TABLE OF CONTENTS

PRINT February 1982

Altered States: Newspaper Photographs

PHOTOGRAPHY TOOK A WRONG TURNING when the Victorians tried to imitate allegorical painting. Documentation and description of the external world are its true characteristics. Photographers today who are encouraged to photograph “their inner sensibilities,” as they have been by one commentator, are being conned. The results, notably in much of the exhibition “Mirrors and Windows,” at the Museum of Modern Art, New York, are romantic nihilism, miles off the map marking the varied routes in the same direction taken by such photographic geniuses as Lewis Hine, Alfred Stieglitz, Bill Brandt, Brassaï, W. Eugene Smith, Henri Cartier-Bresson. Much of the photography in the mass media, vacuous and stereotyped to the point of screaming, will seem as remote from their enduring work as the self-indulgent fantasies in fashion in the photographic galleries today. But there is a living connection, for the newspaper photograph at its best is also an unforgettable observation.

Part of its power lies in this, part in the multiplication of the image, part in the ease with which we are able to recall a single still image: in this it leaves more identifiable traces than a moving image. The still news photograph may be enhanced by its composition, but a poorly composed, newspaper photograph can have effect. I have suggested in my book Pictures on a Page that we should reserve the term “decisive moment” for the rare combination when a photographed moment of news value forms the geometrical equilibrium which was in Cartier-Bresson’s mind when he used the term. He was talking of a visual, rather than a dramatic, climax, a picture rather than a story.

The news photographs on this and succeeding pages may be more or less familiar, but once seen they will all easily be recalled. There is arguably no more than one decisive moment among them, in my definition: Romano Cagnoni’s Biafra photograph. On this page we have two newspaper photographs, one, loosely composed, of a hostage, and one averagely good portrait of the Ayatollah Ruhollah Khomeini. Either image must form part of the American consciousness and perception of Iran. Coupled as they are here, they stimulate many emotions. They accuse. The coupled photograph is a device of photojournalism of great potential for truth and for propaganda.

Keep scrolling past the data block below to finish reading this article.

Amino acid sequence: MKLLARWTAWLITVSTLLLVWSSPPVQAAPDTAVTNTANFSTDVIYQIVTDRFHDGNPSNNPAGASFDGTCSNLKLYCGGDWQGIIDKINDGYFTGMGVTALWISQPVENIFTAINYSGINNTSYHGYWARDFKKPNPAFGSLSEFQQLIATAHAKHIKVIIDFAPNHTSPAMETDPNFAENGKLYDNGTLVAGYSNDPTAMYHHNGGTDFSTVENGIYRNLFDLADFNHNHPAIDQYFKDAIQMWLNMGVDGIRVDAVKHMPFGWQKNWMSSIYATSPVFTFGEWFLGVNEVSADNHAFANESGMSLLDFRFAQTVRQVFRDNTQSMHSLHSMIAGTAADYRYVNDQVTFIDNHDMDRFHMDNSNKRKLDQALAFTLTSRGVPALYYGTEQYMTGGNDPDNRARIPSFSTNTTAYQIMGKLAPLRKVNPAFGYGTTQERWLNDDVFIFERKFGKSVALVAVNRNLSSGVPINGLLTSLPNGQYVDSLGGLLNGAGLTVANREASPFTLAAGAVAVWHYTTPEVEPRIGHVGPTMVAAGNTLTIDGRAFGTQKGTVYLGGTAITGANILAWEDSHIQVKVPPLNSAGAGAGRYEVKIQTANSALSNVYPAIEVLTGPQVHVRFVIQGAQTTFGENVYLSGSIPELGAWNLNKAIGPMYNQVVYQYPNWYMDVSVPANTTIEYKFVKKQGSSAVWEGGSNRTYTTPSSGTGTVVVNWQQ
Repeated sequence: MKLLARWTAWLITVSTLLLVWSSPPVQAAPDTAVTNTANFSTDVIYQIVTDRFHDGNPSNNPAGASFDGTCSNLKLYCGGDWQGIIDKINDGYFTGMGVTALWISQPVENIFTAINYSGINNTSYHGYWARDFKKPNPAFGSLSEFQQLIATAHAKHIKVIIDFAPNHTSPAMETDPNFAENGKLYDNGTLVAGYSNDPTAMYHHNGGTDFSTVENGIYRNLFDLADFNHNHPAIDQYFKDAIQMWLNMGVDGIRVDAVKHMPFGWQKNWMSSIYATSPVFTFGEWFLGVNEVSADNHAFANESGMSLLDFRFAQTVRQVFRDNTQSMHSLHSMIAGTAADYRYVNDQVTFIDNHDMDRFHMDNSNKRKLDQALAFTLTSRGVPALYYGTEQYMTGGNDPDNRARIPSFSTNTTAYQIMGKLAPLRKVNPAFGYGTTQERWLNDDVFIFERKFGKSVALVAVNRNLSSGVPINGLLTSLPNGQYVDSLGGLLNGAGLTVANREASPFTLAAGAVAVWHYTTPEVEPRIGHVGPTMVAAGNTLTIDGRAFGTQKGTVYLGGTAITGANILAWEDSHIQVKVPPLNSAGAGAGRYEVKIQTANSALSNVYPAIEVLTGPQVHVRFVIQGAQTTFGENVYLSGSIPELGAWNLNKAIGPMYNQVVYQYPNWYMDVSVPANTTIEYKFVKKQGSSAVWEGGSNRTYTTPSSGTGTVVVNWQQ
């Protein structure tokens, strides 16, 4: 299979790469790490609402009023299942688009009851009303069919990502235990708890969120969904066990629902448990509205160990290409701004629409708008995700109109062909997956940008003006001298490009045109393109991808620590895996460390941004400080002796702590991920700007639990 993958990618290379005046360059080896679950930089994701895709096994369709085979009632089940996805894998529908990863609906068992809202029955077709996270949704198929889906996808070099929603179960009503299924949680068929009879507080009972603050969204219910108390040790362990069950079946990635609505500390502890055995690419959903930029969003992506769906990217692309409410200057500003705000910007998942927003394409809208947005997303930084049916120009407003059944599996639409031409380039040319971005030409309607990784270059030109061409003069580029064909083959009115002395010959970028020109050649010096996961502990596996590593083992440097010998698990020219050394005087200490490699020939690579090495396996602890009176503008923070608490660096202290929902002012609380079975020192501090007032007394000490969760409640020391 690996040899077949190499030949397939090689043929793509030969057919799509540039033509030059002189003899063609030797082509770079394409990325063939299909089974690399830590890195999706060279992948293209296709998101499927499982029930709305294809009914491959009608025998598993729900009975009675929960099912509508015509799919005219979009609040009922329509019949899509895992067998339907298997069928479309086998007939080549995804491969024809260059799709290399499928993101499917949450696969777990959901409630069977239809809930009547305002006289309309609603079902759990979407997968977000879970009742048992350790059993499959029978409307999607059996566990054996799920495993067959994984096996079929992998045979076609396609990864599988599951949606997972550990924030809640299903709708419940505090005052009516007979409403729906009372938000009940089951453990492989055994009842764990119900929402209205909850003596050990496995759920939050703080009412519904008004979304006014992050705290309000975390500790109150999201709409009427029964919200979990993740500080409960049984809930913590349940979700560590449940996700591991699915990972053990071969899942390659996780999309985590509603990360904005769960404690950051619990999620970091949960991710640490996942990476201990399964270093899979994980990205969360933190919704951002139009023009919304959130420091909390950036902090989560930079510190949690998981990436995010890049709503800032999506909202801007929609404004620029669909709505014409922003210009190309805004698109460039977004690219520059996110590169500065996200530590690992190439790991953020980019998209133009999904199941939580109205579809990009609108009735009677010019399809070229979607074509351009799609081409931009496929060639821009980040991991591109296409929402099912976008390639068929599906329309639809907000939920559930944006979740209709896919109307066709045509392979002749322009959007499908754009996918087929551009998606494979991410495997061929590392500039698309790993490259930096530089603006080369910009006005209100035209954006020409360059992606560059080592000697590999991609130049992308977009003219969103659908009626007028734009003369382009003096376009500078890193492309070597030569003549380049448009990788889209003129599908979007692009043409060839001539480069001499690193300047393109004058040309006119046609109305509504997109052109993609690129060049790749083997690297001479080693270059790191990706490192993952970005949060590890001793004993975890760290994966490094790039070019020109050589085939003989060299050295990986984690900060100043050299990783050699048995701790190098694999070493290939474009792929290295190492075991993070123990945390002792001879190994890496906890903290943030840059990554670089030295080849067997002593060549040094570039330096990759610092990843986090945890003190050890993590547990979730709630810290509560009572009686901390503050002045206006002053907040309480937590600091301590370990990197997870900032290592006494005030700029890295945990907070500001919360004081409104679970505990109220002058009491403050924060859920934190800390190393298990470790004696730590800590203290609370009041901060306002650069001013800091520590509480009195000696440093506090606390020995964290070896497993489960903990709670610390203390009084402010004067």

The Ayatollah is shown in multiple image to remind us of the ease in newspaper journalism of repeating the same image in many newspapers at one time and also at different times, a point of significance to be noted on the following pages.

Harold Evans is the editor of The Times, London, and author of Pictures on a Page (New York: Holt Rinehart & Winston, 1978).

Thanks to Associated Press, Camera Press, Gamma, UnitedPress International, Eddie Adams, Romano Cagnoni, Horst Faas, John Paul Filo, Don McCullin, and Huynh Cong (Nick) Ut for use of their photographs.